Home Stories From the Road Goddamn Colorado

Goddamn Colorado

written by Christine Auten May 25, 2017

Like New Mexico, Colorado is one of those states that we feel drawn to.



Late May, 2017. Back in Fort Collins, Colorado for a few weeks.

Like New Mexico, Colorado is one of those states that make our hearts sing. Every time we venture away from our home base in Texas, we pass through the “Nil Sine Numine” state, and Fort Collins in particular, because that is where Andrew’s parents live. During our sticks-and-bricks life we saw Andrew’s mother maybe once every two years – rushed and ultimately frustrated visits during her limited time in Austin. One of the advantages of our new life on the road is that we are free to spend unhurried time wherever we choose, so we choose Fort Collins as often as we can.

As much as we love Fort Collins, there are many other Colorado towns, and Colorado drives, we cherish. In our road trip days we favored romantic mountain hideaways like Lake City, Ridgeway, and Dunton. Now however, in The Beast, we prefer less terrifying experiences, like not sliding down a snow-packed mountain pass or descending a 12% grade over a switch back. We stick to the Eastern plains – equally meditative and romantic for the right eyes.


In the Southeastern corner of the state is a perfect little paradise called La Veta.



In the Southeastern corner of the state is a perfect little paradise called La Veta. This is a tiny town that has one gas station, one hardware store, one paved road, one non-profit gym, one liquor store, two great RV Parks, and about 5 world-class farm-to-table restaurants (and about 3 greasy spoons/bars). We stay at Circle the Wagons, which is meticulously maintained with love, artistry and care.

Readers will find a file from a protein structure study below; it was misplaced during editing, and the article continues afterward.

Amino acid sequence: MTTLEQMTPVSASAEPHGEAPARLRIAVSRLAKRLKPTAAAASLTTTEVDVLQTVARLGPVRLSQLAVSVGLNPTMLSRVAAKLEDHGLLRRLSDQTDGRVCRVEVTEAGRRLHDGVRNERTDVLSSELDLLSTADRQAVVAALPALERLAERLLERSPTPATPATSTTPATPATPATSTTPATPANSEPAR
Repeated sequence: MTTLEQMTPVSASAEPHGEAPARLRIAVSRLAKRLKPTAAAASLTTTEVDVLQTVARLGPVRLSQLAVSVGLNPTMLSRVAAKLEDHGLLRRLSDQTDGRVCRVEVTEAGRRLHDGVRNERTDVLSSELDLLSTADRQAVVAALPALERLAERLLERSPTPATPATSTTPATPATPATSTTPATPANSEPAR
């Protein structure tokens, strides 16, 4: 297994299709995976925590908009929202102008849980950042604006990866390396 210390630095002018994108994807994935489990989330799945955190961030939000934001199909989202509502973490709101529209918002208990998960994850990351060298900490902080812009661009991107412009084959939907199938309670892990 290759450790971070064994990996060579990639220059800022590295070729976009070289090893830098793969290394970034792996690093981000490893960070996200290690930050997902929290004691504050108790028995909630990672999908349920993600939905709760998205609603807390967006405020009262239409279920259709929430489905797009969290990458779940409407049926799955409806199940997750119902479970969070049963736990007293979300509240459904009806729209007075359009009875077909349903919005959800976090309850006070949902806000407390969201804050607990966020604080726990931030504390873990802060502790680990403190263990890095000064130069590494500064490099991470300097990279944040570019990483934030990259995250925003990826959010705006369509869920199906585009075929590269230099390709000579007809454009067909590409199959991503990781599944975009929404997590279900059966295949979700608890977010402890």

A common theme across the less-populated sections of any state – decay.



A common theme across the less-populated sections of any state – decay. As populations, and economies, migrate to urban centers that boast unchecked development and growth, the rural areas and small towns are left to falter in disrepair and ultimate decline. We try to capture this fading life on our photo drives.



Still, there are signs of life in a lot of the small towns we visit.



Still, there are signs of life in a lot of the small towns we visit. We see a lot of resilience in the immigrant communities and the food and culture they offer. We see pride in history in the monuments that are erected. We see the perseverance of the many faiths that thrive through these forgotten communities.


   


Text/Images ©Andrew Auten, ©Christine Auten,  ©Story and Picture, ©Worst and First – All Rights Reserved


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